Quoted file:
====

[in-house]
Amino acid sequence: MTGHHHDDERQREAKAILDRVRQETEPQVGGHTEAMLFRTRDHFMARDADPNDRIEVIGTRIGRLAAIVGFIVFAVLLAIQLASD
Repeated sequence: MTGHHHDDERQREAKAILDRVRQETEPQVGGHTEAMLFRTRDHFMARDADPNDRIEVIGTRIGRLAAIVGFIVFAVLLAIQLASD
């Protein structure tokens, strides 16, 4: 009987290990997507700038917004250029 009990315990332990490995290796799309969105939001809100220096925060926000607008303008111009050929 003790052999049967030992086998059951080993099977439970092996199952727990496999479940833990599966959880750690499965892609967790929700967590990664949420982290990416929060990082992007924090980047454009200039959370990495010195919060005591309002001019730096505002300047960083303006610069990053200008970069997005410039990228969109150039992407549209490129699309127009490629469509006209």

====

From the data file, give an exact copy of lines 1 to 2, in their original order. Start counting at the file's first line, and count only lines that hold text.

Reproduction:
[in-house]
Amino acid sequence: MTGHHHDDERQREAKAILDRVRQETEPQVGGHTEAMLFRTRDHFMARDADPNDRIEVIGTRIGRLAAIVGFIVFAVLLAIQLASD